NewsProject Drive Sober


Project Drive Sober: Where do OWI offenders come from?

Kentucky Dept. of Criminal Justice asks for volunteers to get drunk, gets large response
Posted at 7:38 PM, Mar 05, 2019
and last updated 2019-03-05 23:43:25-05

BROWN COUNTY, Wis. — A trip to the bar can consist of several drinks, but in Brown County the Traffic and Safety Commission is putting a focus on the ones that close the tab.

"Those last several drinks puts them over the limit, and then they go out and drink and drive," Brown County Sheriff's Office Captain Dan Sandberg said.

It's where people got served those last drinks that led to a year-long study in Brown County.

"(To) determine if we were having issues with specific bars in Brown County that were over serving customers," Sandberg said.

In 2019, law enforcement made 914 OWI arrests in Brown County. Drivers listed dozens of establishments, and some were named multiple times. But when leaders looked at the results they saw that individual establishments are not the issue.

"I expected to find more specific bars that were giving us problems, and it's kind of a pat on the back for many of our taverns that were in this county that they do a great job of trying to not over serve or create problems," Sandberg said.

Through the course of the study the bars improved. In the first quarter of 2018, 59% of offenders said they came from a licensed establishment versus 41% who said they came from somewhere else or refused to answer. By the fourth quarter, just 33% came from a licensed establishment versus 67% from somewhere else.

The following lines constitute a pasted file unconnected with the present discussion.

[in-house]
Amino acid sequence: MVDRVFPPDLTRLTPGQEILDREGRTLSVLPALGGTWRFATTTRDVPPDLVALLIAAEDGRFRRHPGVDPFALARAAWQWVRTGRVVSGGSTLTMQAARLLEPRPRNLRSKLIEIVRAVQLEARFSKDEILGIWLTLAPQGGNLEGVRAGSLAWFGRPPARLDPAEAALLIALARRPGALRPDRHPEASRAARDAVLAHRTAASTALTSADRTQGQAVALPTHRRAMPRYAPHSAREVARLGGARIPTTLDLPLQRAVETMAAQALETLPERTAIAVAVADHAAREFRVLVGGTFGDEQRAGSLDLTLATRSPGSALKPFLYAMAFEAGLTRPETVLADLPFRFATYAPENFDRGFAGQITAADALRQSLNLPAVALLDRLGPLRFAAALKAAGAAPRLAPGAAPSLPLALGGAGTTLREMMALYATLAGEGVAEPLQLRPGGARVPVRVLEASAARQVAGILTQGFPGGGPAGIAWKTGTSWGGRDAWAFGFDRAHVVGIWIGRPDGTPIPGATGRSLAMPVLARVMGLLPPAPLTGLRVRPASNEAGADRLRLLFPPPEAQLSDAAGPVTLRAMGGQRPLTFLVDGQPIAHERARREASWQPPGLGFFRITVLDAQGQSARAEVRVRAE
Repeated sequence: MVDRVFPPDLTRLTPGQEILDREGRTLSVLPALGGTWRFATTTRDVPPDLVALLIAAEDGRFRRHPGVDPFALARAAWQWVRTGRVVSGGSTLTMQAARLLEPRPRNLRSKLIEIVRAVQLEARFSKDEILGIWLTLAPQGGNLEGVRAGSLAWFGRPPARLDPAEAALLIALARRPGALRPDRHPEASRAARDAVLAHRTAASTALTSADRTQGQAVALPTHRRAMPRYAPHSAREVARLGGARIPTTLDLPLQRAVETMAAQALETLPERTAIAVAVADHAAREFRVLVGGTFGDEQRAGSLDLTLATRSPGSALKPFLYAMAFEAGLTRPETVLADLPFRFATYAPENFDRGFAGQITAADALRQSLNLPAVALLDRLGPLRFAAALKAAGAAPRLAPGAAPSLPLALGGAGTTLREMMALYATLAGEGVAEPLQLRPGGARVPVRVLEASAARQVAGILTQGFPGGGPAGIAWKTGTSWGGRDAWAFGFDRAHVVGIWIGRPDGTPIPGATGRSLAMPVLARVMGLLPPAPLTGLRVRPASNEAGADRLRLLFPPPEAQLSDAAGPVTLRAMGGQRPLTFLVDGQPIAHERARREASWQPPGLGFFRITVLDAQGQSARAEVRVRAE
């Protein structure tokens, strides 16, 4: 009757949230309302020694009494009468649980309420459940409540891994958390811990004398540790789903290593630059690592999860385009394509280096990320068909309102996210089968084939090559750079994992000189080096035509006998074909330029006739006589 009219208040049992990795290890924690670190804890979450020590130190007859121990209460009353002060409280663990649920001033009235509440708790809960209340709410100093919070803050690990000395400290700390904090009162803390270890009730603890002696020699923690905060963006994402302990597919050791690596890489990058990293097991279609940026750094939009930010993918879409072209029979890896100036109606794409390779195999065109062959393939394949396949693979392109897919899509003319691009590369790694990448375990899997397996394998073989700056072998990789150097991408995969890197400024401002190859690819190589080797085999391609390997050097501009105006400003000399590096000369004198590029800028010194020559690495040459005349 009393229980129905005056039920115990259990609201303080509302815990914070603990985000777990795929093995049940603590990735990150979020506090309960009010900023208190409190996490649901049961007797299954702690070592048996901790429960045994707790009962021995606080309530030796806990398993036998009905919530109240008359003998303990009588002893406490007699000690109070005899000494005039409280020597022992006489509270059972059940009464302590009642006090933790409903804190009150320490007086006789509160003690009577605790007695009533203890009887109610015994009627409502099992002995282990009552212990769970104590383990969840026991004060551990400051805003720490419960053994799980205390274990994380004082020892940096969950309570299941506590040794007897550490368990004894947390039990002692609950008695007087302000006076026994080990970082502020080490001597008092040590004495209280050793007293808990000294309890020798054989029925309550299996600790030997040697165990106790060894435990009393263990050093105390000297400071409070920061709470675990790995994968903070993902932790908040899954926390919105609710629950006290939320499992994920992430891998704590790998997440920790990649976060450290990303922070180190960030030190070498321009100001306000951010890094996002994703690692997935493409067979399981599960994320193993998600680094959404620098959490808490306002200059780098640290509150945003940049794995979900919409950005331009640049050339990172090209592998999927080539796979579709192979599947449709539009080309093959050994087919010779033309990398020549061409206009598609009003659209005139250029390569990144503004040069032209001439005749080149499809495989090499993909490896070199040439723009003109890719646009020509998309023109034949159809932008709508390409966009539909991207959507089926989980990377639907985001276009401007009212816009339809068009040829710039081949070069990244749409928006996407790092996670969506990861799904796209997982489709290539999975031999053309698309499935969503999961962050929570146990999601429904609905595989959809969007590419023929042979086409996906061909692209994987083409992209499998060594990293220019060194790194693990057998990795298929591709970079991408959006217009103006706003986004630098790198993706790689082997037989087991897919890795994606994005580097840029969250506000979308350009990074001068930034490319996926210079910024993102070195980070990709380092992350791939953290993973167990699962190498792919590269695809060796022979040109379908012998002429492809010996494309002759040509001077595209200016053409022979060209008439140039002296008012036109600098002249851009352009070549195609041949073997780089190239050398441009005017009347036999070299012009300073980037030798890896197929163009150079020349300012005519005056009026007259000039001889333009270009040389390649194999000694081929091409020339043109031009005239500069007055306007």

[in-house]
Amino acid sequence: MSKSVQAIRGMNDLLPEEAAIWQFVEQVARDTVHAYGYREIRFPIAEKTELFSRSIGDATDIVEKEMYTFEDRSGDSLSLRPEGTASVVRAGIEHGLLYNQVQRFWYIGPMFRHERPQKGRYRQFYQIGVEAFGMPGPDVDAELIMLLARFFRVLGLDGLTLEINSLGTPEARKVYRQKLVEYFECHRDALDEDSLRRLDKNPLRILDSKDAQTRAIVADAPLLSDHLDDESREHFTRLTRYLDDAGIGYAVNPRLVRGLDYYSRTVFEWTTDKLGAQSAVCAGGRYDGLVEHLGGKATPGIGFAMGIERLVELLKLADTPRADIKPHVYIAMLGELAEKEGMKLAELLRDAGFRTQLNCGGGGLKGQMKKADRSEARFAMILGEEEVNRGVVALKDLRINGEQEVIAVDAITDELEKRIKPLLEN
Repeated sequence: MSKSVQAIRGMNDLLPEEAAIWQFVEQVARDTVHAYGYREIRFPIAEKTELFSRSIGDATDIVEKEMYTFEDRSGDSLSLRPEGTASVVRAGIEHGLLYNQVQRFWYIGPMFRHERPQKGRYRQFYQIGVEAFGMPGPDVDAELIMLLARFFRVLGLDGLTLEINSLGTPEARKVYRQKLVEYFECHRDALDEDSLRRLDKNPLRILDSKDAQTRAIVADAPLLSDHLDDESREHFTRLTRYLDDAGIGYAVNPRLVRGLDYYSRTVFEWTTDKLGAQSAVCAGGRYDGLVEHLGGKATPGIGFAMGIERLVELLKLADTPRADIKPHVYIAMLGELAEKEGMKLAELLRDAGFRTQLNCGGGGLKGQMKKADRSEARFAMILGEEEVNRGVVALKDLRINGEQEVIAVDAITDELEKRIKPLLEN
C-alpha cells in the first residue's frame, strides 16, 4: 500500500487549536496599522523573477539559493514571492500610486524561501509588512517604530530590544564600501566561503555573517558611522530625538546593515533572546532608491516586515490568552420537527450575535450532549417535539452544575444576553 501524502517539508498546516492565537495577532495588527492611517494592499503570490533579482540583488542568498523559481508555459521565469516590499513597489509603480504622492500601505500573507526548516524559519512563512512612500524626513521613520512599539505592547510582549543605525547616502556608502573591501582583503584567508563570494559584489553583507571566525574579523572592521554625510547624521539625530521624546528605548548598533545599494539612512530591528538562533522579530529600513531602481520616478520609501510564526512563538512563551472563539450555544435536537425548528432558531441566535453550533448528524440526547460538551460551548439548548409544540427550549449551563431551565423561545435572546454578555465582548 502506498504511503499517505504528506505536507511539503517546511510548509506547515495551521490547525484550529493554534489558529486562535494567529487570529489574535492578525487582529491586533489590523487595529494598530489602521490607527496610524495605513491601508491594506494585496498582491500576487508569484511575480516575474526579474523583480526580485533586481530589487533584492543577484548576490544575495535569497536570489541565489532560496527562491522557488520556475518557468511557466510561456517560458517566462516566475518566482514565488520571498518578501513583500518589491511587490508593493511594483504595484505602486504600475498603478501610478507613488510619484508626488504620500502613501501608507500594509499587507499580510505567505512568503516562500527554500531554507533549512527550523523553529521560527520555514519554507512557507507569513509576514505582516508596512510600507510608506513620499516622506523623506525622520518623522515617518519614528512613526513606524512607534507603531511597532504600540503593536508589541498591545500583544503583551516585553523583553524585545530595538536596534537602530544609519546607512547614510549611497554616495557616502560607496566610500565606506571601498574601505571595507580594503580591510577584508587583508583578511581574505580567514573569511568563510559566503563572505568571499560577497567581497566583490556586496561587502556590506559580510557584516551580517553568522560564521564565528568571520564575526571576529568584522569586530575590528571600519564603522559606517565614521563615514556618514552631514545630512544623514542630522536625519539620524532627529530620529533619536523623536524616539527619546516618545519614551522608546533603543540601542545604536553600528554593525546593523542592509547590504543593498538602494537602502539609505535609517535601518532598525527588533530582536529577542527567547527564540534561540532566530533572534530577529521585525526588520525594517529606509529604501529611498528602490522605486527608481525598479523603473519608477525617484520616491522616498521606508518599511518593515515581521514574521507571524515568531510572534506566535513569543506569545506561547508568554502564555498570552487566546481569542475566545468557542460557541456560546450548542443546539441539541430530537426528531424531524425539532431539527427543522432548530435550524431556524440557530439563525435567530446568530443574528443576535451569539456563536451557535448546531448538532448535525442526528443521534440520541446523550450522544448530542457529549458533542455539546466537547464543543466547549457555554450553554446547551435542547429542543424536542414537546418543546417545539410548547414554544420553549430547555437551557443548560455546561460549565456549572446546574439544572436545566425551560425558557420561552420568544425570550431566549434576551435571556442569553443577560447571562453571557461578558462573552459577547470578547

"We have had a lot of conversations with a lot of different taverns," Brown County Tavern League President Don Mjelde said.

Raising that awareness will continue this year as the place of last drink study transitions from individual establishments to bar districts.

"instead of one bar saying, 'hey we have to make sure we create more awareness', now it's different areas working together," Mjelde said. "Different owners talking with each other to ensure that it's going to be a safer ride home for a lot of people throughout the community."

The end goal is to try to reduce the number of OWI arrests and improve the safety on brown county roads.

"Even just having something like this for the public, shows everybody to just leave the keys at home," Mjelde said. "If you're going out and drinking, make sure you have responsible transportation."